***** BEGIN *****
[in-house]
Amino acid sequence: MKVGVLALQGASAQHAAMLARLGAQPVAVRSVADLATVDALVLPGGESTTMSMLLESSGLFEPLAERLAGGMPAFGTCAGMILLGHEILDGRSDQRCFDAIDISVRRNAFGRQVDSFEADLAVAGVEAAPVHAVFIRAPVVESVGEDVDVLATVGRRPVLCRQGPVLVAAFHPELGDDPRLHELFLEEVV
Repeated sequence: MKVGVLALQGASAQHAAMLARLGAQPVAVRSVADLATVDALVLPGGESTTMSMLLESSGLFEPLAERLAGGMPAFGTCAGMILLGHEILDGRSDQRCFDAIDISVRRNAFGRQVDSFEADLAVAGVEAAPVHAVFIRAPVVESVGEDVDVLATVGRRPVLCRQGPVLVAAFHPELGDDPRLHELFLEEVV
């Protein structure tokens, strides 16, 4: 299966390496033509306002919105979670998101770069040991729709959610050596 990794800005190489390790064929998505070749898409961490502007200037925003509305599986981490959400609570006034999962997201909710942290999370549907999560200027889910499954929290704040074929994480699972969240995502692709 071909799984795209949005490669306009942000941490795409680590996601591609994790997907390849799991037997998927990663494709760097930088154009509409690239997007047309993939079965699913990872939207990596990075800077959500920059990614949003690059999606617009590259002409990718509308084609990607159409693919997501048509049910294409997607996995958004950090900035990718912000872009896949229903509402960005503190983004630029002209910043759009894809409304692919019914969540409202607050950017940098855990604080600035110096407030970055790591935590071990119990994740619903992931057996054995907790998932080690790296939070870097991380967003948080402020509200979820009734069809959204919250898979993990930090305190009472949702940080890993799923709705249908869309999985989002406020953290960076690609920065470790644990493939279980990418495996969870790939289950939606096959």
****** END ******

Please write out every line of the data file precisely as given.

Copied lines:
[in-house]
Amino acid sequence: MKVGVLALQGASAQHAAMLARLGAQPVAVRSVADLATVDALVLPGGESTTMSMLLESSGLFEPLAERLAGGMPAFGTCAGMILLGHEILDGRSDQRCFDAIDISVRRNAFGRQVDSFEADLAVAGVEAAPVHAVFIRAPVVESVGEDVDVLATVGRRPVLCRQGPVLVAAFHPELGDDPRLHELFLEEVV
Repeated sequence: MKVGVLALQGASAQHAAMLARLGAQPVAVRSVADLATVDALVLPGGESTTMSMLLESSGLFEPLAERLAGGMPAFGTCAGMILLGHEILDGRSDQRCFDAIDISVRRNAFGRQVDSFEADLAVAGVEAAPVHAVFIRAPVVESVGEDVDVLATVGRRPVLCRQGPVLVAAFHPELGDDPRLHELFLEEVV
């Protein structure tokens, strides 16, 4: 299966390496033509306002919105979670998101770069040991729709959610050596 990794800005190489390790064929998505070749898409961490502007200037925003509305599986981490959400609570006034999962997201909710942290999370549907999560200027889910499954929290704040074929994480699972969240995502692709 071909799984795209949005490669306009942000941490795409680590996601591609994790997907390849799991037997998927990663494709760097930088154009509409690239997007047309993939079965699913990872939207990596990075800077959500920059990614949003690059999606617009590259002409990718509308084609990607159409693919997501048509049910294409997607996995958004950090900035990718912000872009896949229903509402960005503190983004630029002209910043759009894809409304692919019914969540409202607050950017940098855990604080600035110096407030970055790591935590071990119990994740619903992931057996054995907790998932080690790296939070870097991380967003948080402020509200979820009734069809959204919250898979993990930090305190009472949702940080890993799923709705249908869309999985989002406020953290960076690609920065470790644990493939279980990418495996969870790939289950939606096959």